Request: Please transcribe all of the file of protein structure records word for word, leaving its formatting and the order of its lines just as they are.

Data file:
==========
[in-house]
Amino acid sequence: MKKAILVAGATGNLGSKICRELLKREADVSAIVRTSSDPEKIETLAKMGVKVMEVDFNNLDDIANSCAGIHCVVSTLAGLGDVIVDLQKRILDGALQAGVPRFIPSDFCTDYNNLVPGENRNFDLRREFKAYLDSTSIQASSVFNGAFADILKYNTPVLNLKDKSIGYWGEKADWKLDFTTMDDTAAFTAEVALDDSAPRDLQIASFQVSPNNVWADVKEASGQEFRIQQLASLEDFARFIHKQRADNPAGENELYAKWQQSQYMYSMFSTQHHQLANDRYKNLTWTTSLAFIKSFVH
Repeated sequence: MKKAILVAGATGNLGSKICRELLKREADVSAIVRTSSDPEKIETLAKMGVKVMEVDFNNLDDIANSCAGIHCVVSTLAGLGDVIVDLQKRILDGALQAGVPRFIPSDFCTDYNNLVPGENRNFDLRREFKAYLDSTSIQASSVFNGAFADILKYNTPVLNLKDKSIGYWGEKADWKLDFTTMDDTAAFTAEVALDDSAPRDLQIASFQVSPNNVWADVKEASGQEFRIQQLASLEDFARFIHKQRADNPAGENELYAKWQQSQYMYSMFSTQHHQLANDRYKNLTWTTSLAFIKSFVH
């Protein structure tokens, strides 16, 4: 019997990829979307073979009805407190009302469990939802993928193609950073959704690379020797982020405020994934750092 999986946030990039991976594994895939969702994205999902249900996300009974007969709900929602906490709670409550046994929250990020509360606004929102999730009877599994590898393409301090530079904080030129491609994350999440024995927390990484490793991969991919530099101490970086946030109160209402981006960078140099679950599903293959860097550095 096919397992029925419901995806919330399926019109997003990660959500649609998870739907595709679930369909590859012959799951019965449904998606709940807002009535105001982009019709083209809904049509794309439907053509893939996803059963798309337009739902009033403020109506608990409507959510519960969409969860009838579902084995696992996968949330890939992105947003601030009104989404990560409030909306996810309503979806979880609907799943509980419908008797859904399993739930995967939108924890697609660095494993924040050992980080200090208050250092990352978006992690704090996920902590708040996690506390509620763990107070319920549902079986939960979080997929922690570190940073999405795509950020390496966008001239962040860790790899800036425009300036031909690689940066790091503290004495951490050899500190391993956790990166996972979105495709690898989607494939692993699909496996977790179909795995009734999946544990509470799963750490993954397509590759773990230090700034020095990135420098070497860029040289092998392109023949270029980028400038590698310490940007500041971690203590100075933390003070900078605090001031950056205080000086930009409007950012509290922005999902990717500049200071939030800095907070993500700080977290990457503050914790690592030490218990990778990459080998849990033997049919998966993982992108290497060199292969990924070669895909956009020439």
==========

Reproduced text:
[in-house]
Amino acid sequence: MKKAILVAGATGNLGSKICRELLKREADVSAIVRTSSDPEKIETLAKMGVKVMEVDFNNLDDIANSCAGIHCVVSTLAGLGDVIVDLQKRILDGALQAGVPRFIPSDFCTDYNNLVPGENRNFDLRREFKAYLDSTSIQASSVFNGAFADILKYNTPVLNLKDKSIGYWGEKADWKLDFTTMDDTAAFTAEVALDDSAPRDLQIASFQVSPNNVWADVKEASGQEFRIQQLASLEDFARFIHKQRADNPAGENELYAKWQQSQYMYSMFSTQHHQLANDRYKNLTWTTSLAFIKSFVH
Repeated sequence: MKKAILVAGATGNLGSKICRELLKREADVSAIVRTSSDPEKIETLAKMGVKVMEVDFNNLDDIANSCAGIHCVVSTLAGLGDVIVDLQKRILDGALQAGVPRFIPSDFCTDYNNLVPGENRNFDLRREFKAYLDSTSIQASSVFNGAFADILKYNTPVLNLKDKSIGYWGEKADWKLDFTTMDDTAAFTAEVALDDSAPRDLQIASFQVSPNNVWADVKEASGQEFRIQQLASLEDFARFIHKQRADNPAGENELYAKWQQSQYMYSMFSTQHHQLANDRYKNLTWTTSLAFIKSFVH
């Protein structure tokens, strides 16, 4: 019997990829979307073979009805407190009302469990939802993928193609950073959704690379020797982020405020994934750092 999986946030990039991976594994895939969702994205999902249900996300009974007969709900929602906490709670409550046994929250990020509360606004929102999730009877599994590898393409301090530079904080030129491609994350999440024995927390990484490793991969991919530099101490970086946030109160209402981006960078140099679950599903293959860097550095 096919397992029925419901995806919330399926019109997003990660959500649609998870739907595709679930369909590859012959799951019965449904998606709940807002009535105001982009019709083209809904049509794309439907053509893939996803059963798309337009739902009033403020109506608990409507959510519960969409969860009838579902084995696992996968949330890939992105947003601030009104989404990560409030909306996810309503979806979880609907799943509980419908008797859904399993739930995967939108924890697609660095494993924040050992980080200090208050250092990352978006992690704090996920902590708040996690506390509620763990107070319920549902079986939960979080997929922690570190940073999405795509950020390496966008001239962040860790790899800036425009300036031909690689940066790091503290004495951490050899500190391993956790990166996972979105495709690898989607494939692993699909496996977790179909795995009734999946544990509470799963750490993954397509590759773990230090700034020095990135420098070497860029040289092998392109023949270029980028400038590698310490940007500041971690203590100075933390003070900078605090001031950056205080000086930009409007950012509290922005999902990717500049200071939030800095907070993500700080977290990457503050914790690592030490218990990778990459080998849990033997049919998966993982992108290497060199292969990924070669895909956009020439």